Dentifrices containing 500ppm fluoride have been recommended to overcome the risk of ingestion of high doses of fluoride; hence in the present study, salivary fluoride levels after use of dentifrices containing 500ppm and 1000ppm of fluoride were compared.

The children were given a non-fluoridated dentifrice 10 days prior to the test period to wash out the residual fluoride to get uniform baseline salivary fluoride levels. Consumption of foods/beverages high in fluoride content, e.g. tea, increases the salivary fluoride levels and hence children were instructed to abstain from foods / beverages containing high concentration of fluoride.

The salivary fluoride levels after application of fluoridated dentifrice are also affected by the rinsing procedure. Collins et al, [13] Richards et al [14] and Duckworth et al [9] have shown that the rinsing procedure as determined by the type of solution, amount and duration of the rinse affect the oral fluoride retention. To maintain uniformity in rinsing after tooth-brushing all children were instructed to rinse with 10ml of tap water for 10 seconds.

The results of the present study show a positive correlation between the salivary fluoride levels after brushing and the fluoride concentration of the dentifrice. The mean salivary fluoride levels after use of dentifrice containing 500ppm fluoride were significantly lower as compared to dentifrice containing 1000ppm fluoride. Several studies evaluating the salivary fluoride levels after tooth-brushing with different concentrations of fluoride have shown that there is an increase in salivary fluoride levels with increase in concentration of fluoride in the dentifrice. [15],[16] The results of the present study also show that for a brief interval after tooth-brushing the salivary fluoride levels are relatively high. This was similar to the observations of Duckworth RM and Morgan SN (1991). [16]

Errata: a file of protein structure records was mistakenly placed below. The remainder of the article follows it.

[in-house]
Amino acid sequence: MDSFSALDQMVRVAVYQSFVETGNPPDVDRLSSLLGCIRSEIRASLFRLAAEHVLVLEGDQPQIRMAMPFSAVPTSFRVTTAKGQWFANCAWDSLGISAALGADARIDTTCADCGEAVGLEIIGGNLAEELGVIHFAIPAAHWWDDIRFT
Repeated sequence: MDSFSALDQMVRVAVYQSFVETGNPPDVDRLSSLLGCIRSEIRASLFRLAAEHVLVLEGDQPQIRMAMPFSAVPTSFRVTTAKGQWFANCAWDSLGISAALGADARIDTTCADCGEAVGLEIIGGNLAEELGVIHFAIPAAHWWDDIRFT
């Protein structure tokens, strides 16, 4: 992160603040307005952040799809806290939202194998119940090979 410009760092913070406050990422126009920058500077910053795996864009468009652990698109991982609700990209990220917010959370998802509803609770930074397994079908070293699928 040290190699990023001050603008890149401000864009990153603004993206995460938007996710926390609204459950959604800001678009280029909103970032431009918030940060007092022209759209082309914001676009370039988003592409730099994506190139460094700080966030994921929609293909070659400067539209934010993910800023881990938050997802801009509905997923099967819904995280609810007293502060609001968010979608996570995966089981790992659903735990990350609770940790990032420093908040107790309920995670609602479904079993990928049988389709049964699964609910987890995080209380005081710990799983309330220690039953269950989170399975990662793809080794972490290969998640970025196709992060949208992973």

The reason for the abrupt decrease in the salivary fluoride levels after the peak levels following tooth-brushing is mainly due to clearance of fluoride from mouth by swallowing.

Even though the salivary fluoride levels following use of dentifrice containing 500ppm of fluoride were significantly less than the dentifrice containing 1000ppm of fluoride an important aspect which needs to be studied further is the effect of long-term use of dentifrices containing 500ppm and 1000ppm of fluoride on baseline salivary fluoride levels.


   Conclusion Top


Reducing the fluoride concentration of the dentifrice to reduce the risk of fluorosis is appropriate for very young children. However, when the child is able to expectorate properly, the benefits of higher concentration of fluoride, which raises the salivary fluoride levels significantly, may outweigh the risk of fluorosis.

 
   References Top